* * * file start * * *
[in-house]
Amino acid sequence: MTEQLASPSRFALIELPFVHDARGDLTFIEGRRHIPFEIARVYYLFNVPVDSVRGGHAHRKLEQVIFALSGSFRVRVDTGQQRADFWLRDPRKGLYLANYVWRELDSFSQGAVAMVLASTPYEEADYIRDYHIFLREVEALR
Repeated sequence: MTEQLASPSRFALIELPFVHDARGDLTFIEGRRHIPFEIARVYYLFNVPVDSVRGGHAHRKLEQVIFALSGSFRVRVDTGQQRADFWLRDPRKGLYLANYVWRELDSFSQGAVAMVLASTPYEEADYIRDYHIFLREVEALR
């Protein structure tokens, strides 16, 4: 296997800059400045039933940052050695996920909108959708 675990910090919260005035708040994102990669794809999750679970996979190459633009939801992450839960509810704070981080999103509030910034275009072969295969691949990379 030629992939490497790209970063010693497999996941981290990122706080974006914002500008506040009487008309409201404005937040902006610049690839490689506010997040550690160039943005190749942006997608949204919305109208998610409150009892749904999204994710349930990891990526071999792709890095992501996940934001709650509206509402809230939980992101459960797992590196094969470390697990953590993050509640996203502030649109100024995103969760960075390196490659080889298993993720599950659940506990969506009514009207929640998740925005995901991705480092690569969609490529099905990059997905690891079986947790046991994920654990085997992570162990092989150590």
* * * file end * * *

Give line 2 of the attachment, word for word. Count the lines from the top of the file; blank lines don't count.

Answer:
Amino acid sequence: MTEQLASPSRFALIELPFVHDARGDLTFIEGRRHIPFEIARVYYLFNVPVDSVRGGHAHRKLEQVIFALSGSFRVRVDTGQQRADFWLRDPRKGLYLANYVWRELDSFSQGAVAMVLASTPYEEADYIRDYHIFLREVEALR